Table column sizes

I think this might be very useful to me, but as a complete newcomer to all this, where should I install the lua filter code? Do I need to do anything else to enable it?

:slight_smile:

Mark

I get an error when I try with docx output:

▶︎ pandoc -s -o list-table.docx -L list-table.lua --verbose list-table.md
[INFO] Running filter /Users/ian/.local/share/pandoc/filters/list-table.lua
[INFO] Completed filter /Users/ian/.local/share/pandoc/filters/list-table.lua in 43 ms
Encountered unassigned table cell
Exception: pandoc exited with 63

▶︎ pandoc -s --pdf-engine=xelatex -o list-table.pdf -L list-table.lua  --verbose list-table.md 
[INFO] Running filter /Users/ian/.local/share/pandoc/filters/list-table.lua
[INFO] Completed filter /Users/ian/.local/share/pandoc/filters/list-table.lua in 5 ms
[makePDF] temp dir: ... OK

Both LaTeX, LibreOffice and HTML seem fine. Typst also works but some features like row spans are not supported. This seems docx specific? I reported it as an issue and in the meantime ODT seems like the best intermediate to get to DOCX?

Pandoc has a folder where you can store filters, templates and other stuff. This is usually /Users/xxx/.local/share/pandoc – you’ll remember that from the other thread as that is where I usually put my bibliography files. If you save that filter into /Users/xxx/.local/share/pandoc/filters/list-table.lua then pandoc will know where it is. To activate it you need to tell pandoc to use it. Above you’ll see the -L option, so for example:

> pandoc -L list-table.lua -o out.odt input.md

Will read input.md and use list-table-lua filter to output to out.odt. Pandoc knows where list-table.lua is because you put it in the pandoc filters folder – but you could put it anywhere else as long as you specify the path. CSL files go in csl, template files go in templates etc. I use github to manage my pandoc folder, and you can see mine here: GitHub - iandol/dotpandoc: Pandoc Data directory, including customised filters and templates for producing multiple outputs for academic content. For a Scrivener workflow that uses just pandoc, exactly the same code can be put in the post-processing pane. For Quarto workflows, this needs a bit more tweaking (it may need an extension folder or something, @bernardo_vasconcelos know more about this).

3 Likes

DOCX output doesn't seem to work. · Issue #3 · pandoc-ext/list-table · GitHub – it seems this bug only triggers for missing cells, so ensure your table does not miss cell lines in the list then it should work with docx…

1 Like

Slowly getting there on this one. I’ve downloaded list-table.lua, which currently resides at

/Users/xxxxxx/Desktop/list-table.lua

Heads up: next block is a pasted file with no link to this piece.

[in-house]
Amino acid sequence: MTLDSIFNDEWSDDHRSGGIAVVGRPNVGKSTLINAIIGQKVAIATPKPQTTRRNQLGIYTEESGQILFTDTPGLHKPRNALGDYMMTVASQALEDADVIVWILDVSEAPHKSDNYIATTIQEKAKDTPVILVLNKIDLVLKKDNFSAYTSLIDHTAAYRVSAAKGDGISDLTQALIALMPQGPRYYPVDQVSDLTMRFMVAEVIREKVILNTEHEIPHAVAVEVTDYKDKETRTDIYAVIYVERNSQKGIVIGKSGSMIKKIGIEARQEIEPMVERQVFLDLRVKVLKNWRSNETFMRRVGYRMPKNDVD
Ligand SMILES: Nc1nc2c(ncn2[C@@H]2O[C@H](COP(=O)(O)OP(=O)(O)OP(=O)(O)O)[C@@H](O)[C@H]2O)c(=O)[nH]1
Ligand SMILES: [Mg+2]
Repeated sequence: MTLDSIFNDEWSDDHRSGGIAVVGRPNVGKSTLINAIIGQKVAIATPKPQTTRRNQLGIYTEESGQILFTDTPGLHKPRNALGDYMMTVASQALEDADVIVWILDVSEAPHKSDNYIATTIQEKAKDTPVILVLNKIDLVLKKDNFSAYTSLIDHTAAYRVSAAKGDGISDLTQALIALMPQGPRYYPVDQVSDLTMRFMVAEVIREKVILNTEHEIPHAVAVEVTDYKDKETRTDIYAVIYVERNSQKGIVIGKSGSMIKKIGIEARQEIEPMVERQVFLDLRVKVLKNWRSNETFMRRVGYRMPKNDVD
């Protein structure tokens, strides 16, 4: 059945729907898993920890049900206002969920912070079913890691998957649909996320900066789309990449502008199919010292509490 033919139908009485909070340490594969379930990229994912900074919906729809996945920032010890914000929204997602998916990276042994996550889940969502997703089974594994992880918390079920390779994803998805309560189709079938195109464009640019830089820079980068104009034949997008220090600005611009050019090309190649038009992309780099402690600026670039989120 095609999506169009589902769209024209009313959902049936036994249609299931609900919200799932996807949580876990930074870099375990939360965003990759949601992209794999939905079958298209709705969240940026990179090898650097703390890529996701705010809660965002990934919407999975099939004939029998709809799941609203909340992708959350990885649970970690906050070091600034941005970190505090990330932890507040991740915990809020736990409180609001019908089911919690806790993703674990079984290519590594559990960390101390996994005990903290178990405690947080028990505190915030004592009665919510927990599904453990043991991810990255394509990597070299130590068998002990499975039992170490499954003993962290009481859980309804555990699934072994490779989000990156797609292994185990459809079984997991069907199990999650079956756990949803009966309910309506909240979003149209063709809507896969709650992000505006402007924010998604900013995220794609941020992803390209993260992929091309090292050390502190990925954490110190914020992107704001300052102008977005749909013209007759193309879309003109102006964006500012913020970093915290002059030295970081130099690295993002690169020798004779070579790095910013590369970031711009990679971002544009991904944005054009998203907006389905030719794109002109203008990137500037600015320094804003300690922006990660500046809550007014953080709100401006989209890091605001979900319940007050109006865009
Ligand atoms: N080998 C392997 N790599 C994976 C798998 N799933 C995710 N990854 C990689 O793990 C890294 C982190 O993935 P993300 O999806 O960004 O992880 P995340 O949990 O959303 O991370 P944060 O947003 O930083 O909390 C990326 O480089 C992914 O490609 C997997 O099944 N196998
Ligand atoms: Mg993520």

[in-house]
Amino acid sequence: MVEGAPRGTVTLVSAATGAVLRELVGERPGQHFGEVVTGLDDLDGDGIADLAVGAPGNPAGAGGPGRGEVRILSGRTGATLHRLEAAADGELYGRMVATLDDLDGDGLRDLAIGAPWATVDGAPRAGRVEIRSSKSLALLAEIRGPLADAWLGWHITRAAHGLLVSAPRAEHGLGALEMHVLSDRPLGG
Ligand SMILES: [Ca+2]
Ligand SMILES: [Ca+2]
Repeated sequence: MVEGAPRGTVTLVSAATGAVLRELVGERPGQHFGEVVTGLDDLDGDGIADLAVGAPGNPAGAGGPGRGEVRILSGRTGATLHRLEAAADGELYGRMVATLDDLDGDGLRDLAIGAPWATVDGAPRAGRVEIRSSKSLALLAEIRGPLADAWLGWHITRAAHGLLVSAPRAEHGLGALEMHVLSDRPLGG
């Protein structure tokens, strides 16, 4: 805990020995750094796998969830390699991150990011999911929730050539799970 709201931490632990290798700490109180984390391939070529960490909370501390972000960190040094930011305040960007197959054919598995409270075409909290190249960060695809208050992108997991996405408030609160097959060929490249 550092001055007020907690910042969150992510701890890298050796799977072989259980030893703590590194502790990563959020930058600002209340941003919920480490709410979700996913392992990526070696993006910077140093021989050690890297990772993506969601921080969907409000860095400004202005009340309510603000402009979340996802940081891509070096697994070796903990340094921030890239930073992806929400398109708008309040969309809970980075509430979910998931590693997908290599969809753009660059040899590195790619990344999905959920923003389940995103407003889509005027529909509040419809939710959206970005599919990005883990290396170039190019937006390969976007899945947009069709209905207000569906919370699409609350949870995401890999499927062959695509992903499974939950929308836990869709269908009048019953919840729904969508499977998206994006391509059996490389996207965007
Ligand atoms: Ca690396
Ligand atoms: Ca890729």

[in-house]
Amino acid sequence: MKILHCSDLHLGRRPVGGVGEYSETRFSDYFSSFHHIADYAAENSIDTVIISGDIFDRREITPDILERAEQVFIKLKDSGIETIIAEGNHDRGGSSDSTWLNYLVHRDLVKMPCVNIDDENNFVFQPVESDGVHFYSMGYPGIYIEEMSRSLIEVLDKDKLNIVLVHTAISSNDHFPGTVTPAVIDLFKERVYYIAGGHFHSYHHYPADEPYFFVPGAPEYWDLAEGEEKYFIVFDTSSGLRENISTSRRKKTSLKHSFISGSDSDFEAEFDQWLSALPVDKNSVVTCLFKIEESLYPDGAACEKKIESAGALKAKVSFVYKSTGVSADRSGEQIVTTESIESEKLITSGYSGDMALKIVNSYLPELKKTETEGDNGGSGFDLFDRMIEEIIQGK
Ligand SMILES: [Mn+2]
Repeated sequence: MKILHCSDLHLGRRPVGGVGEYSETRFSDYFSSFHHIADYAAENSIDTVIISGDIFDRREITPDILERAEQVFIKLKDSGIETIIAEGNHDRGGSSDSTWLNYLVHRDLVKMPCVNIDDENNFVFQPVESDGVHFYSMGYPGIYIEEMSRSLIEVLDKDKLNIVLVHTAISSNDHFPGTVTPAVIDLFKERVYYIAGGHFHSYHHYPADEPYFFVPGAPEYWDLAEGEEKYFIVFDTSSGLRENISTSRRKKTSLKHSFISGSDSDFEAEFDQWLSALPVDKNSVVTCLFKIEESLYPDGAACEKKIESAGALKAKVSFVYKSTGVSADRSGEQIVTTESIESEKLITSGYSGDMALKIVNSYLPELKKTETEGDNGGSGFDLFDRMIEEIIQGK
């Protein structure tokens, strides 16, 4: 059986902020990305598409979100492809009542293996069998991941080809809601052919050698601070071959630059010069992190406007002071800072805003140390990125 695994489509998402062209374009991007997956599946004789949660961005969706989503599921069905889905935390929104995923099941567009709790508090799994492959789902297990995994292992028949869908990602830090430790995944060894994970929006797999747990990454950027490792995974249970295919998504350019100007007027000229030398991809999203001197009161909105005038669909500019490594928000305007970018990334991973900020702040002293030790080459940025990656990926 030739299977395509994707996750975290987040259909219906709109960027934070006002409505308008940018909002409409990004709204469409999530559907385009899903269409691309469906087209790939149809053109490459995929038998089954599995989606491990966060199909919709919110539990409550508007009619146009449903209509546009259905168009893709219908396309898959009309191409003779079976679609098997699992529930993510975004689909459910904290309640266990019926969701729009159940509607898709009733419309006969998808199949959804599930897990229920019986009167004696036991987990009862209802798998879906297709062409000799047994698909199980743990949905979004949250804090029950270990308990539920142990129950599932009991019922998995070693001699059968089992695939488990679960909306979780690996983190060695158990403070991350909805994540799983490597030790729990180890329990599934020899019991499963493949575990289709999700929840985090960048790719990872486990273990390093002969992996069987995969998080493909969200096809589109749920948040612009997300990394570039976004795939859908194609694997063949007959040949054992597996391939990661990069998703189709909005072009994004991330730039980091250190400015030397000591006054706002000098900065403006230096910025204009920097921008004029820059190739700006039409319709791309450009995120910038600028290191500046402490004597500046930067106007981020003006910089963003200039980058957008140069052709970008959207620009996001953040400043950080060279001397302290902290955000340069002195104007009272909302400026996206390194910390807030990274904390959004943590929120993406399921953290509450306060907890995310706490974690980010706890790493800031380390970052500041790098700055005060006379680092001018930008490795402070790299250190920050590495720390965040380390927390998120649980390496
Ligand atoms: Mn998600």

And I’ve made a folder at

/opt/homebrew/Cellar/pandoc/filters (this being my M1 MBA, that is the path resulting from brew pandoc).

What would be the cp string to copy list-table.lua to the filter location? Should I set any flags? Should I cd to Desktop and do the command from there, or what? Once I’ve got this straight I’ll know how to copy or move other files around as needed.

TIA

Mark

I’m currently trekking around North Vietnam (what a beautiful country!!!), so not much web access. The standard pandoc folder does not belong in the homebrew folders. It is at : /Users/xxxxxx/.local/share/pandoc/filters where XXX is your user name. Note that ~ means Users home folder so you can type ~/Desktop for your Desktop folder etc.

So to make the filters folder that Pandoc uses with this command:

mkdir -p ~/.local/share/pandoc/filters

and then copy the file from your desktop using:

cp ~/Desktop/list-table.lua ~/.local/share/pandoc/filters

Now Pandoc can use this filter using the -L command-line without needing to specift a path. You can test using this text saved to test.md:

:::list-table
   * - row 1, column 1
     - row 1, column 2
     - row 1, column 3

   * - row 2, column 1
     - row 2, column 2
     - row 2, column 3

   * - row 3, column 1
     - row 3, column 2
     - row 3, column 3
:::

And this command:

pandoc -t html -L list-table.lua test.md

You should see HTML output to the terminal window:

▶︎ pandoc -L list-table.lua -t html5 test2.md
<table>
<thead>
<tr class="header">
<th>row 1, column 1</th>
<th>row 1, column 2</th>
<th>row 1, column 3</th>
</tr>
</thead>
<tbody>
<tr class="odd">
<td>row 2, column 1</td>
<td>row 2, column 2</td>
<td>row 2, column 3</td>
</tr>
<tr class="even">
<td>row 3, column 1</td>
<td>row 3, column 2</td>
<td>row 3, column 3</td>
</tr>
</tbody>
</table>
3 Likes

Hi Ian. Thank you very much. Glad you’re enjoying Vietnam; I never made it there, sadly.

OK, got it about the cp command. But when it comes to the path, Homebrew has installed Pandoc at /opt/homebrew/Cellar/pandoc/ not at /usr/local/share — which merely contains “man” and “texmf” nor at /usr/local/bin/ where pandoc is “not a directory”.

So, I’m somewhat confused to say the least, but I might try putting it in the filters directory I’ve created and see what happens.

The Homebrew site very clearly says it has to be in opt on Apple Silicon.

:slight_smile:

Mark

Mark

Mark you are confusing the installation folder with the data/support folder, these are totally separate. It is like a macOS app can install to /Applications/MyApp.app, but the data folders are in ~/Library/Application Support/MyApp/ or ~/Documents/MyApp/ – the filters and other bits like CSL files for a bibliography are considered data. For example for Scrivener, your Support folder is usually found in ~/Library/Application Support/Scrivener, and for Pandoc it is found in ~/.local/share/pandoc.

But don’t forget filters can be stored anywhere, for example you could make a Desktop Filters folder and use that like so:

> pandoc -L /Users/xxx/Desktop/Filters/list-table.lua -t html5 test.md

You pass what is called an absolute path, one that specifies from the root folder / the full path. You can use any file this way.

1 Like

As I said, confused I am! :laughing:

I know about data support folders when using a straightforward Mac app; it’s having to do this through the command line where it’s not automatic that got me confused.

I’ll set about making the appropriate folder in due course. Other things needing my attention at the moment.

Cheers

Mark

Right; got it; that worked… I had to specify the path to where I’d saved test.md and I got the result in terminal. So, another small step for an elderly explorer; lots more to go!

:smiley:
Mark

Yet another small step completed!

I’ve worked out the command line string to take sample.md downloaded from the list-table-lua website to produce sample.html as a standalone file.

Next step is to output PDFs with it, but I got the alert: